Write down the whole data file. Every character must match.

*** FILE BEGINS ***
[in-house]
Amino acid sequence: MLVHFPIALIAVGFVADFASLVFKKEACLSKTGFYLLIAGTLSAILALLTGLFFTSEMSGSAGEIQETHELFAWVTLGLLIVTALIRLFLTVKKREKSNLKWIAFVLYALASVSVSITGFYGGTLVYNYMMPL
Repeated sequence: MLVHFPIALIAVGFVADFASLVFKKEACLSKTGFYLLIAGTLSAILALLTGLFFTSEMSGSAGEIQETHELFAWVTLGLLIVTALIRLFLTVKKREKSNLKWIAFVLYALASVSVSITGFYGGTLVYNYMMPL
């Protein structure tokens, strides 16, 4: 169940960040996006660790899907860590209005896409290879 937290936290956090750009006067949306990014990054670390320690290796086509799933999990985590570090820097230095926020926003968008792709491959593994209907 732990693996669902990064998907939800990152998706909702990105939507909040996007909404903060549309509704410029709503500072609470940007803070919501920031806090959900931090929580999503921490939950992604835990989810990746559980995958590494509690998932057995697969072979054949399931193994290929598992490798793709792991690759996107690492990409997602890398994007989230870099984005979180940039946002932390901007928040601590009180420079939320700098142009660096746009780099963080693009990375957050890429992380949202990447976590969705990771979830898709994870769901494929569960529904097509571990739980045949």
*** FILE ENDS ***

[in-house]
Amino acid sequence: MLVHFPIALIAVGFVADFASLVFKKEACLSKTGFYLLIAGTLSAILALLTGLFFTSEMSGSAGEIQETHELFAWVTLGLLIVTALIRLFLTVKKREKSNLKWIAFVLYALASVSVSITGFYGGTLVYNYMMPL
Repeated sequence: MLVHFPIALIAVGFVADFASLVFKKEACLSKTGFYLLIAGTLSAILALLTGLFFTSEMSGSAGEIQETHELFAWVTLGLLIVTALIRLFLTVKKREKSNLKWIAFVLYALASVSVSITGFYGGTLVYNYMMPL
């Protein structure tokens, strides 16, 4: 169940960040996006660790899907860590209005896409290879 937290936290956090750009006067949306990014990054670390320690290796086509799933999990985590570090820097230095926020926003968008792709491959593994209907 732990693996669902990064998907939800990152998706909702990105939507909040996007909404903060549309509704410029709503500072609470940007803070919501920031806090959900931090929580999503921490939950992604835990989810990746559980995958590494509690998932057995697969072979054949399931193994290929598992490798793709792991690759996107690492990409997602890398994007989230870099984005979180940039946002932390901007928040601590009180420079939320700098142009660096746009780099963080693009990375957050890429992380949202990447976590969705990771979830898709994870769901494929569960529904097509571990739980045949």